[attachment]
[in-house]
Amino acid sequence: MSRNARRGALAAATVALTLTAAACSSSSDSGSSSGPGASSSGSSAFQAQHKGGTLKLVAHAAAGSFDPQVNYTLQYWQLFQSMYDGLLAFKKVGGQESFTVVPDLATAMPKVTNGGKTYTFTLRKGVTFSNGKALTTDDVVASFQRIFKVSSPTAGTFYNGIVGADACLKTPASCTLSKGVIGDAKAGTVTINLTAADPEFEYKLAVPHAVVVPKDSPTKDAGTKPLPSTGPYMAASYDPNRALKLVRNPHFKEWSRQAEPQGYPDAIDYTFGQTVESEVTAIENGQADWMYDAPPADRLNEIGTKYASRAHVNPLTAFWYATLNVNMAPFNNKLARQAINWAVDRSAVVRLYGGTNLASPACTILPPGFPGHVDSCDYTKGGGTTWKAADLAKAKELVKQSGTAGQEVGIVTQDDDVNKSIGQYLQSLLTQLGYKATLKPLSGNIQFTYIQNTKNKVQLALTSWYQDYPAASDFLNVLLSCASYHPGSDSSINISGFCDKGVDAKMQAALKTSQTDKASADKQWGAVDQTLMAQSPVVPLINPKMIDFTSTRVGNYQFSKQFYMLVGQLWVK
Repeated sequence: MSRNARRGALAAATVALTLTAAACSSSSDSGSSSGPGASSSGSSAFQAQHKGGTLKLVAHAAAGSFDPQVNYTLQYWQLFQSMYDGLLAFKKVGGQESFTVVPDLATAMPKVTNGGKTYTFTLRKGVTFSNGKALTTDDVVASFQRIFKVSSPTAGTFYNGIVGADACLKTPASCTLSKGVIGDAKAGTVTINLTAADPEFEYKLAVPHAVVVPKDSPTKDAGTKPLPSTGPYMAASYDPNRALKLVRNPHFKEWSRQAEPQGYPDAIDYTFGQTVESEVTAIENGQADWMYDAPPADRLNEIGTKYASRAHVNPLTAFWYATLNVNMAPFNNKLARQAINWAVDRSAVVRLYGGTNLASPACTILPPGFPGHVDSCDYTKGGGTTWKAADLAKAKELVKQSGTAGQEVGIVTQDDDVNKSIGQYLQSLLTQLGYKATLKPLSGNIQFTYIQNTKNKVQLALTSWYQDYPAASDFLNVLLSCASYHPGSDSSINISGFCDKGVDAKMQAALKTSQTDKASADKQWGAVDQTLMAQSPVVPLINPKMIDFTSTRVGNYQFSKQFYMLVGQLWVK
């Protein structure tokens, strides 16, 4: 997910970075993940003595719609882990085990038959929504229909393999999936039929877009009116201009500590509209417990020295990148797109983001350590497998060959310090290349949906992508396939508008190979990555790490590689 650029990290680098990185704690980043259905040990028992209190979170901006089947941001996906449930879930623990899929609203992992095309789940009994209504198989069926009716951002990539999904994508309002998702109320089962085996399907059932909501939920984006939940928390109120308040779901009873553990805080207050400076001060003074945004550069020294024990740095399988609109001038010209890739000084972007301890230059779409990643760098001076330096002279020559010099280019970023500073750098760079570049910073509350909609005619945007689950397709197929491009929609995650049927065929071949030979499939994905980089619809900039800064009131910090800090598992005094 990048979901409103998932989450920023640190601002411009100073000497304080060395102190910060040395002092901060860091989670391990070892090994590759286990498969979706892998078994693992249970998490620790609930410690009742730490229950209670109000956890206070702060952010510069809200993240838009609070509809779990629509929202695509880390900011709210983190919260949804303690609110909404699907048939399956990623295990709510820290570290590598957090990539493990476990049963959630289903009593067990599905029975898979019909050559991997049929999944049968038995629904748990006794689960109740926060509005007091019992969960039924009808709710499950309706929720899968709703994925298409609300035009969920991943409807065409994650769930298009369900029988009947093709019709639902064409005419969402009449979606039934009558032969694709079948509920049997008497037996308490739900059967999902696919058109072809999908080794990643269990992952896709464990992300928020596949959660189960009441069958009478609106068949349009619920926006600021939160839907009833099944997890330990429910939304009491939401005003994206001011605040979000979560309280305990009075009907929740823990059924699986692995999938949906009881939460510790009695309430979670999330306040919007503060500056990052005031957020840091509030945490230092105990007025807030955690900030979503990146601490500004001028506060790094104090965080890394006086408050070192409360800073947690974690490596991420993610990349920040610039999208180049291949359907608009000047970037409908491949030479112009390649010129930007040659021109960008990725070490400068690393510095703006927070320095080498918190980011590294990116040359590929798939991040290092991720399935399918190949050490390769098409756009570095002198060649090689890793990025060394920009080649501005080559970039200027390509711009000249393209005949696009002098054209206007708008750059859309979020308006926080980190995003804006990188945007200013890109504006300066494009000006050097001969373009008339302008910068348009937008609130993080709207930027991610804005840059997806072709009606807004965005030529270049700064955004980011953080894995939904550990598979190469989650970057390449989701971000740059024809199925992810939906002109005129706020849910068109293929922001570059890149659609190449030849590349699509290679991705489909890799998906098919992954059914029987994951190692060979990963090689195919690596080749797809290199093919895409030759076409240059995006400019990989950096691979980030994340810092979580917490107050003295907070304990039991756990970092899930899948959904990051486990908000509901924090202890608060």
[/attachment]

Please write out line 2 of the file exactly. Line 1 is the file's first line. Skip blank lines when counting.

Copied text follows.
Amino acid sequence: MSRNARRGALAAATVALTLTAAACSSSSDSGSSSGPGASSSGSSAFQAQHKGGTLKLVAHAAAGSFDPQVNYTLQYWQLFQSMYDGLLAFKKVGGQESFTVVPDLATAMPKVTNGGKTYTFTLRKGVTFSNGKALTTDDVVASFQRIFKVSSPTAGTFYNGIVGADACLKTPASCTLSKGVIGDAKAGTVTINLTAADPEFEYKLAVPHAVVVPKDSPTKDAGTKPLPSTGPYMAASYDPNRALKLVRNPHFKEWSRQAEPQGYPDAIDYTFGQTVESEVTAIENGQADWMYDAPPADRLNEIGTKYASRAHVNPLTAFWYATLNVNMAPFNNKLARQAINWAVDRSAVVRLYGGTNLASPACTILPPGFPGHVDSCDYTKGGGTTWKAADLAKAKELVKQSGTAGQEVGIVTQDDDVNKSIGQYLQSLLTQLGYKATLKPLSGNIQFTYIQNTKNKVQLALTSWYQDYPAASDFLNVLLSCASYHPGSDSSINISGFCDKGVDAKMQAALKTSQTDKASADKQWGAVDQTLMAQSPVVPLINPKMIDFTSTRVGNYQFSKQFYMLVGQLWVK